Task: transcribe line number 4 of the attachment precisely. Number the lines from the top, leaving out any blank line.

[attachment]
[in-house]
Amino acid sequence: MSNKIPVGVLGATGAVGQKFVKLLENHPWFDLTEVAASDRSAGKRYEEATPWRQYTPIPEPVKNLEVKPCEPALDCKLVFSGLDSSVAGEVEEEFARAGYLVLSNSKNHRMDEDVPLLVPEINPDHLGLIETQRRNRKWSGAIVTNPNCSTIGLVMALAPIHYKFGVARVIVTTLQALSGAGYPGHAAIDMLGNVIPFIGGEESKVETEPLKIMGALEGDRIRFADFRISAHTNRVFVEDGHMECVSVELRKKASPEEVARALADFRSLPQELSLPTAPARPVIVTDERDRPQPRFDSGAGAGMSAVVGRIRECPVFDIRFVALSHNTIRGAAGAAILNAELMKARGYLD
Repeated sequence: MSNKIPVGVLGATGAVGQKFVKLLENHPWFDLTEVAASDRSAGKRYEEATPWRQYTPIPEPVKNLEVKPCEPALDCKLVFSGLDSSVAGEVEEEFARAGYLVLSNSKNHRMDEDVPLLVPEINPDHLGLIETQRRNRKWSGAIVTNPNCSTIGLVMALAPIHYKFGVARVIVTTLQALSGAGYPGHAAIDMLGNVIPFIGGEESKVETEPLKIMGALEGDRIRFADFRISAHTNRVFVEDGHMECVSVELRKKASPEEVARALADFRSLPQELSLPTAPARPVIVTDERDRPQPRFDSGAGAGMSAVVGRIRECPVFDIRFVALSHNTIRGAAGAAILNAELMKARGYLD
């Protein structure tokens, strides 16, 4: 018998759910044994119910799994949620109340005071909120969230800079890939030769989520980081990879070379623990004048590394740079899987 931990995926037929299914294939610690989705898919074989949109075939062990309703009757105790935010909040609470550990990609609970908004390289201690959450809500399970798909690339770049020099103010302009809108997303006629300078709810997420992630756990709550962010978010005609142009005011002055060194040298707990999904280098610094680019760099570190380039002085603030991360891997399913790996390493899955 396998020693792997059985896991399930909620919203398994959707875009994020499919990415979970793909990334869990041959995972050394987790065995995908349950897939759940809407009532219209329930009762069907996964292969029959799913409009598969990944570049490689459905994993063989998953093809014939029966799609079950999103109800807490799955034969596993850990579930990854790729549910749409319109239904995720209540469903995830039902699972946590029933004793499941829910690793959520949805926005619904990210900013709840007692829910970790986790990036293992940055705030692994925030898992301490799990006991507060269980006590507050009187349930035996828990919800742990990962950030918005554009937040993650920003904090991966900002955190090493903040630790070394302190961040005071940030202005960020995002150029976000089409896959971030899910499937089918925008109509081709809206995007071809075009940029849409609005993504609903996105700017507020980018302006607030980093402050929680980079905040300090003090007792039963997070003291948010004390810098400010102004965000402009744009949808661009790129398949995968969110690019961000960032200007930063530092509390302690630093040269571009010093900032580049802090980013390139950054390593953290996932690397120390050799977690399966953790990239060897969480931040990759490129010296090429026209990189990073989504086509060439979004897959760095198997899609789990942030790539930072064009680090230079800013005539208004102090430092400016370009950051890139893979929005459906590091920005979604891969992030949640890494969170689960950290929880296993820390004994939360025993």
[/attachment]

């Protein structure tokens, strides 16, 4: 018998759910044994119910799994949620109340005071909120969230800079890939030769989520980081990879070379623990004048590394740079899987 931990995926037929299914294939610690989705898919074989949109075939062990309703009757105790935010909040609470550990990609609970908004390289201690959450809500399970798909690339770049020099103010302009809108997303006629300078709810997420992630756990709550962010978010005609142009005011002055060194040298707990999904280098610094680019760099570190380039002085603030991360891997399913790996390493899955 396998020693792997059985896991399930909620919203398994959707875009994020499919990415979970793909990334869990041959995972050394987790065995995908349950897939759940809407009532219209329930009762069907996964292969029959799913409009598969990944570049490689459905994993063989998953093809014939029966799609079950999103109800807490799955034969596993850990579930990854790729549910749409319109239904995720209540469903995830039902699972946590029933004793499941829910690793959520949805926005619904990210900013709840007692829910970790986790990036293992940055705030692994925030898992301490799990006991507060269980006590507050009187349930035996828990919800742990990962950030918005554009937040993650920003904090991966900002955190090493903040630790070394302190961040005071940030202005960020995002150029976000089409896959971030899910499937089918925008109509081709809206995007071809075009940029849409609005993504609903996105700017507020980018302006607030980093402050929680980079905040300090003090007792039963997070003291948010004390810098400010102004965000402009744009949808661009790129398949995968969110690019961000960032200007930063530092509390302690630093040269571009010093900032580049802090980013390139950054390593953290996932690397120390050799977690399966953790990239060897969480931040990759490129010296090429026209990189990073989504086509060439979004897959760095198997899609789990942030790539930072064009680090230079800013005539208004102090430092400016370009950051890139893979929005459906590091920005979604891969992030949640890494969170689960950290929880296993820390004994939360025993």